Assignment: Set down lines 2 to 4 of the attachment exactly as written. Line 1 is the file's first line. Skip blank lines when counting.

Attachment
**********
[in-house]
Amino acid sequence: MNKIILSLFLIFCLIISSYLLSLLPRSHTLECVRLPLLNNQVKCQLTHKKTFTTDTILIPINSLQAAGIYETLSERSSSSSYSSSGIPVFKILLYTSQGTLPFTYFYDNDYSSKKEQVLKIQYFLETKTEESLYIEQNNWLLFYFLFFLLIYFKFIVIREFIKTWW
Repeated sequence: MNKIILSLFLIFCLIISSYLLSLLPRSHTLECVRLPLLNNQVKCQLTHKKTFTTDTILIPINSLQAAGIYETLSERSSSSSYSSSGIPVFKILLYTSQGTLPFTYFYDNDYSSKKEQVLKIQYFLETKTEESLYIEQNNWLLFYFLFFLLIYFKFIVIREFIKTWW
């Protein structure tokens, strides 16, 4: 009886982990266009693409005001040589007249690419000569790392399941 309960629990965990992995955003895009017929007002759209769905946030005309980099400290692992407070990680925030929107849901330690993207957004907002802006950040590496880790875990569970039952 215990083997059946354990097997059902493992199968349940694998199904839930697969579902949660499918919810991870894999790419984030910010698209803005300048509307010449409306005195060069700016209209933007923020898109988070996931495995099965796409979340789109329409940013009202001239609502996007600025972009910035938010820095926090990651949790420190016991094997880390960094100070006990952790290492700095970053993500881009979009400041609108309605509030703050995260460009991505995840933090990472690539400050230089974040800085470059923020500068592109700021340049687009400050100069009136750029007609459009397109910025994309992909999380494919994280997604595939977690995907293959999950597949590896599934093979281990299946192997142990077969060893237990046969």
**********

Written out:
Amino acid sequence: MNKIILSLFLIFCLIISSYLLSLLPRSHTLECVRLPLLNNQVKCQLTHKKTFTTDTILIPINSLQAAGIYETLSERSSSSSYSSSGIPVFKILLYTSQGTLPFTYFYDNDYSSKKEQVLKIQYFLETKTEESLYIEQNNWLLFYFLFFLLIYFKFIVIREFIKTWW
Repeated sequence: MNKIILSLFLIFCLIISSYLLSLLPRSHTLECVRLPLLNNQVKCQLTHKKTFTTDTILIPINSLQAAGIYETLSERSSSSSYSSSGIPVFKILLYTSQGTLPFTYFYDNDYSSKKEQVLKIQYFLETKTEESLYIEQNNWLLFYFLFFLLIYFKFIVIREFIKTWW
């Protein structure tokens, strides 16, 4: 009886982990266009693409005001040589007249690419000569790392399941 309960629990965990992995955003895009017929007002759209769905946030005309980099400290692992407070990680925030929107849901330690993207957004907002802006950040590496880790875990569970039952 215990083997059946354990097997059902493992199968349940694998199904839930697969579902949660499918919810991870894999790419984030910010698209803005300048509307010449409306005195060069700016209209933007923020898109988070996931495995099965796409979340789109329409940013009202001239609502996007600025972009910035938010820095926090990651949790420190016991094997880390960094100070006990952790290492700095970053993500881009979009400041609108309605509030703050995260460009991505995840933090990472690539400050230089974040800085470059923020500068592109700021340049687009400050100069009136750029007609459009397109910025994309992909999380494919994280997604595939977690995907293959999950597949590896599934093979281990299946192997142990077969060893237990046969």